If your answer to all the questions is “Yes”, WELL DONE! You have some security measures in place to prevent data leakage in your company. However, these are not the only measures that you can put in place to prevent data leakage in your company. For more measures to prevent data leakage, you can refer to the list below. Companies can also refer to other international guidelines such as the ISO/IEC 27001 for the controls that can be put in place to manage information security.

Some Measures to Prevent Data Leakage

Never leave your devices unattended

Do not leave your devices unattended. For portable devices, store them securely in locked drawers to decrease the risk of hackers physically accessing your sensitive data.

Print sensitive documents in a secure manner

Always use the secure printing option when printing documents that contain sensitive data. This adds a layer of security by prompting for a password before the document is printed. Once printed, the document is automatically deleted from the printer’s memory to eliminate the risk of sensitive information being accessed by someone else. Sensitive printouts should also be collected from the printer immediately and not left unattended.

Non-disclosure / confidentiality agreement

A non-disclosure / confidentiality agreement serves as a contract between the organisation and employee to restrict the sharing of classified information, knowledge and materials to third parties.

Classification of Data

Classifying and labeling data ensures that it is given the right protection. Organisation should provide a clear guideline on how employees should handle the various classified data.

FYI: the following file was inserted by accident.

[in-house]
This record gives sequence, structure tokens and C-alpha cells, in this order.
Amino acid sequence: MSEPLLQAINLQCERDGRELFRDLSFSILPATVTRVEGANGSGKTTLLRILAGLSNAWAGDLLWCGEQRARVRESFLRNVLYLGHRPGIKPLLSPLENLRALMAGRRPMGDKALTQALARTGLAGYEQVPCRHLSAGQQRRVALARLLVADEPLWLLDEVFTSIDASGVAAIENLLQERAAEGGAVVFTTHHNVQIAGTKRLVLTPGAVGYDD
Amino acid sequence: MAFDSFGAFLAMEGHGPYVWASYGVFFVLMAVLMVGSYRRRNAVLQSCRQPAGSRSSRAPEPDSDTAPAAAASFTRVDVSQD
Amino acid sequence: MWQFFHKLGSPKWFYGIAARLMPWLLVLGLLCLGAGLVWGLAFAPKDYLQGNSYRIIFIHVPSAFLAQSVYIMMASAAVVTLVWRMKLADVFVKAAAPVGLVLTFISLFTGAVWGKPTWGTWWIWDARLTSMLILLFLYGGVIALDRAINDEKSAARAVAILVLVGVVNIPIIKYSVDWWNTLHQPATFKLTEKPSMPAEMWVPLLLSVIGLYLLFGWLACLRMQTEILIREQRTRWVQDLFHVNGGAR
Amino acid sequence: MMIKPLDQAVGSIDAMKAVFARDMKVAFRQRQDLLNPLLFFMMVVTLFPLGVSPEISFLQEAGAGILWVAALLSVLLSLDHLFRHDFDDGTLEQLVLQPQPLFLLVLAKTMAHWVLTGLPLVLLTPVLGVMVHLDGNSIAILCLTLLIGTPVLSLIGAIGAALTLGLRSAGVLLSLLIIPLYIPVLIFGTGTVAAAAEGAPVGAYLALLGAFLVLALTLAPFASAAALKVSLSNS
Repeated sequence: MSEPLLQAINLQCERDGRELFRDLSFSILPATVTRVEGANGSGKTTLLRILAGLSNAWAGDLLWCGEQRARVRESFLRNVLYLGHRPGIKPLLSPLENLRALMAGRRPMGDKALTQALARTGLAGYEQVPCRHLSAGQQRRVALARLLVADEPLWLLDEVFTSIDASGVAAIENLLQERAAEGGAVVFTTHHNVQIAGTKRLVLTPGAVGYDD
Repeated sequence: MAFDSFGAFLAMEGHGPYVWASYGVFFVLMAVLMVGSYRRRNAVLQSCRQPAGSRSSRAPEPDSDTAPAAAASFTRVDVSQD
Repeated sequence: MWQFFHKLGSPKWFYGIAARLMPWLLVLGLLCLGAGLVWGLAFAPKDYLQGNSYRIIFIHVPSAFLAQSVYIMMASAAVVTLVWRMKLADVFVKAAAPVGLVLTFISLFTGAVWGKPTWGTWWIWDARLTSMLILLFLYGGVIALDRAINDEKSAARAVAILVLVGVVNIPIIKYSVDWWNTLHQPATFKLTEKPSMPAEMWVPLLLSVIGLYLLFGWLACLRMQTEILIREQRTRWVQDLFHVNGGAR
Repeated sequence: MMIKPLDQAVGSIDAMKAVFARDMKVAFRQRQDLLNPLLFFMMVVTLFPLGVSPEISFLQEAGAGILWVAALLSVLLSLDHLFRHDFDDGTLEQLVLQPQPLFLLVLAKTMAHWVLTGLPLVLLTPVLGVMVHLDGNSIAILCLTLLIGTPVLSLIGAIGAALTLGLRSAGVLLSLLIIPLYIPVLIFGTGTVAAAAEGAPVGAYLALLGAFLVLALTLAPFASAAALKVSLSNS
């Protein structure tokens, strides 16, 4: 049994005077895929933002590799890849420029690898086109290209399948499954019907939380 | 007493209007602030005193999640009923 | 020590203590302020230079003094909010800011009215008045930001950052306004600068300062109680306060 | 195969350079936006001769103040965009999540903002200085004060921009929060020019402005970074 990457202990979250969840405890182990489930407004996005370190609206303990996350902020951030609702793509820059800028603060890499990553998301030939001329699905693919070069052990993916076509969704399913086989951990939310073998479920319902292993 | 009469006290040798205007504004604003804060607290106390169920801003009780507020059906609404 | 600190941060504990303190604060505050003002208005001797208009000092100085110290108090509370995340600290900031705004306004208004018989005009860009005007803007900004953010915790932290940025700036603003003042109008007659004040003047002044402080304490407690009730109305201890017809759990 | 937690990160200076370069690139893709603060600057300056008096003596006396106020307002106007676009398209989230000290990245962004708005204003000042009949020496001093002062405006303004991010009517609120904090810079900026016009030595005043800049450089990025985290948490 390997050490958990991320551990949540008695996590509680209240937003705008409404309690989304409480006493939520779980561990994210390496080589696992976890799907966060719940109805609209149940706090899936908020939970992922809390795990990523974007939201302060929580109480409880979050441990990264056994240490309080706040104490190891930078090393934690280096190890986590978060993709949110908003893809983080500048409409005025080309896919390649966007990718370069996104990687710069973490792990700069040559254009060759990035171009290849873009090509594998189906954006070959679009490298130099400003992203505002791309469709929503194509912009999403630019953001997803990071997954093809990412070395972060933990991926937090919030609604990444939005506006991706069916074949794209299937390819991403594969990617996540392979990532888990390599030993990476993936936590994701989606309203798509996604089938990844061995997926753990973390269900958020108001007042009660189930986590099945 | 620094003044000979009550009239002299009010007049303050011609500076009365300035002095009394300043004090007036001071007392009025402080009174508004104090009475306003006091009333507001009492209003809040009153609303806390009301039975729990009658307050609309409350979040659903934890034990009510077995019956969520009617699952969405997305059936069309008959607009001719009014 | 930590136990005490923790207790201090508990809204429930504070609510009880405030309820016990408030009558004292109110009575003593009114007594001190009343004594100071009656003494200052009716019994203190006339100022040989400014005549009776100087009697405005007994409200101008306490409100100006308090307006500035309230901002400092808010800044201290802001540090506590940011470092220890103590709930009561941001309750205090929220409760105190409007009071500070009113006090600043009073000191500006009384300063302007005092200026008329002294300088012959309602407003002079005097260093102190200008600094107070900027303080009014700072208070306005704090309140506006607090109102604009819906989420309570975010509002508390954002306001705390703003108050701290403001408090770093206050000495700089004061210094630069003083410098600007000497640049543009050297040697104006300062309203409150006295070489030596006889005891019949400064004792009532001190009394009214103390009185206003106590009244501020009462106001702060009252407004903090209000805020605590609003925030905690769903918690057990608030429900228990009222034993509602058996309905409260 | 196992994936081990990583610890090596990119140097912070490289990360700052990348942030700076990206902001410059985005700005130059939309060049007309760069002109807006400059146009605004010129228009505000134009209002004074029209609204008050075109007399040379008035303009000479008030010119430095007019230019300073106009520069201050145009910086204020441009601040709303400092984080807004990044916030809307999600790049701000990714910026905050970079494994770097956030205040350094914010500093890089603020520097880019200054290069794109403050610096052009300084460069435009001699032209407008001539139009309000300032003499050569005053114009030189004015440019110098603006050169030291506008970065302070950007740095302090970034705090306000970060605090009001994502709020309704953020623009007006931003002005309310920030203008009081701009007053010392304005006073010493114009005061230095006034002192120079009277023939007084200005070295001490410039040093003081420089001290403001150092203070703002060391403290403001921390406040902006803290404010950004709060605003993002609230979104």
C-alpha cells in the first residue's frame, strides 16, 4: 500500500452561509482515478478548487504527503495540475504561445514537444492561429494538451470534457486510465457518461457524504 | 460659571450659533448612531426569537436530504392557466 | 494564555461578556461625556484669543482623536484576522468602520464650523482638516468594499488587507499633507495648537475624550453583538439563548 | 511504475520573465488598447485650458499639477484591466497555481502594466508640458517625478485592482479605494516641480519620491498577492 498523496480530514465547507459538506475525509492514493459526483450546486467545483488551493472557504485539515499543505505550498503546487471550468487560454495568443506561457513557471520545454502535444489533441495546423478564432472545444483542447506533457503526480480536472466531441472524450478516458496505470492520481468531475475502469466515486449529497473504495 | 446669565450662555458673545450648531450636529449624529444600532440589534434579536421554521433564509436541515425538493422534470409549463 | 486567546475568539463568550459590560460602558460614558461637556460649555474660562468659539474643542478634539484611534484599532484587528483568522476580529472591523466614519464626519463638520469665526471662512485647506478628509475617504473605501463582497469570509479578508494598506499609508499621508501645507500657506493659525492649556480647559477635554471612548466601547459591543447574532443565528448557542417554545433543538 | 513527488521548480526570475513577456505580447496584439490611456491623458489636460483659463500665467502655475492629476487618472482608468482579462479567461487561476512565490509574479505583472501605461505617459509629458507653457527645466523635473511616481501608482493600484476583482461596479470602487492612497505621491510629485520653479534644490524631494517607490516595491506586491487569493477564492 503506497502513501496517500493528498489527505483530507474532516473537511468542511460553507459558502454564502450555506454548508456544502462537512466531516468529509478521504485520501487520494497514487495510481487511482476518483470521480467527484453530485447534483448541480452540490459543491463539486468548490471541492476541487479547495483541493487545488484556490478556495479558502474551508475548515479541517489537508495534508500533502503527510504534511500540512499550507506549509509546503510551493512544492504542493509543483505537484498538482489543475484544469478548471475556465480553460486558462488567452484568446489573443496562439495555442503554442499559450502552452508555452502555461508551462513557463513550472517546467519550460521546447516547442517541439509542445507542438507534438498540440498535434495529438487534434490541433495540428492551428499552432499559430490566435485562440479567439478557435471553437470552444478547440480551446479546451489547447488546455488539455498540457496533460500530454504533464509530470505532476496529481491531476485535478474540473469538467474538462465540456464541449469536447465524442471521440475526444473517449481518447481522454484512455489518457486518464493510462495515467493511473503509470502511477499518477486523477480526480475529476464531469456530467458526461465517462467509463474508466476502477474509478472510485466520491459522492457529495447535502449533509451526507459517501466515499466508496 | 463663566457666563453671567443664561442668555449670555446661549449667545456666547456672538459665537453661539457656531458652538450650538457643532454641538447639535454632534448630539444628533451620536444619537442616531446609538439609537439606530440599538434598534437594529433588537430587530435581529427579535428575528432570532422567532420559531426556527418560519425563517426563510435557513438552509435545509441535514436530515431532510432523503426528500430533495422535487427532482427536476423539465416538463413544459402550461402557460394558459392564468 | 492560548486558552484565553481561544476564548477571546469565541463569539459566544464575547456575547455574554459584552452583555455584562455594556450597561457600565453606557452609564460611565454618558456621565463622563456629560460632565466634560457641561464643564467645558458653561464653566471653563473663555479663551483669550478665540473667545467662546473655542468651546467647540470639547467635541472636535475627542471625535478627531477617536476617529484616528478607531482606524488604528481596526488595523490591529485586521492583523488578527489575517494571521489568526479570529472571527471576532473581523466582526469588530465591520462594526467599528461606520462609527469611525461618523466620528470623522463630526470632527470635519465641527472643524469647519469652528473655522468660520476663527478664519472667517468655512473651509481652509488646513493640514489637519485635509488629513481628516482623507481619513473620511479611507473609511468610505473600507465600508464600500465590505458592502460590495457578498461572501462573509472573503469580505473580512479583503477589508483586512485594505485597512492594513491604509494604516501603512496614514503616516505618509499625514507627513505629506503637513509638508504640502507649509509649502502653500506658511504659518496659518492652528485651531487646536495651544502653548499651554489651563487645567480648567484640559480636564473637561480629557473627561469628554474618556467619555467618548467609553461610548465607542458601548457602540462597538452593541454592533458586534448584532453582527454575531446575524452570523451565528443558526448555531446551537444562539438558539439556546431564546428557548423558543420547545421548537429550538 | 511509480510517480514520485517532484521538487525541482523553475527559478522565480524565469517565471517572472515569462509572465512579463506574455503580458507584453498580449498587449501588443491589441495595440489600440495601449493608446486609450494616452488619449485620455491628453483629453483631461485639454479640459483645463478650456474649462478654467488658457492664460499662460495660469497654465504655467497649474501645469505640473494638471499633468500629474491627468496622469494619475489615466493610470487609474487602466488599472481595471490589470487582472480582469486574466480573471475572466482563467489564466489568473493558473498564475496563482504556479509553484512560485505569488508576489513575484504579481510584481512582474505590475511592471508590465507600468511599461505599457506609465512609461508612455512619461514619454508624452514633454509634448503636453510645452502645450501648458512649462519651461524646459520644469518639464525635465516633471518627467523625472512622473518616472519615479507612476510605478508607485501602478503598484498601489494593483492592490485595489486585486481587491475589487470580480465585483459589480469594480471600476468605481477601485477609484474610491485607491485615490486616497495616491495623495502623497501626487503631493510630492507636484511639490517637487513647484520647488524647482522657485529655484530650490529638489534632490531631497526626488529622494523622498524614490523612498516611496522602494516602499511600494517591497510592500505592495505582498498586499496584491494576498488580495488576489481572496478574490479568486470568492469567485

Use official communication channel and storage media

Communication of classified data should only be done using official email account instead of personal email accounts to reduce unauthorized or accidental disclosure of information. Ensure that classified data are only stored and transferred through official storage media, with regular audit check to ensure these media are accountable.

Encrypt the data

Protect classified data stored on electronic storage media (such as hard disks, flash storage, optical discs, etc) by encrypting them with strong encryption algorithms (e.g. AES 256-bit, Twofish 256-bits). This prevents others from obtaining the content stored in the media or decrypting them easily even if the media is lost.

Proper Disposalof Used Media

When the media (e.g. hard disk) on which classified data were stored are no longer need, exercise caution in dealing with their disposal. Improper disposal methods could result in the classified data being recovered and misused. For paper documents, shredding should be done. For optical storage media (e.g. CD/DVDs), physical destruction (i.e. destroying the optical layer of the disc) should be performed. For electronic storage medium (e.g. hard disk, thumbdrive, etc), secure erasure (i.e. repetitively overwriting the memory space with 1s or 0s); degaussing – only applicable to hard disk (i.e. process of eliminating magnetic field); or even crushing the medium to bits should be performed.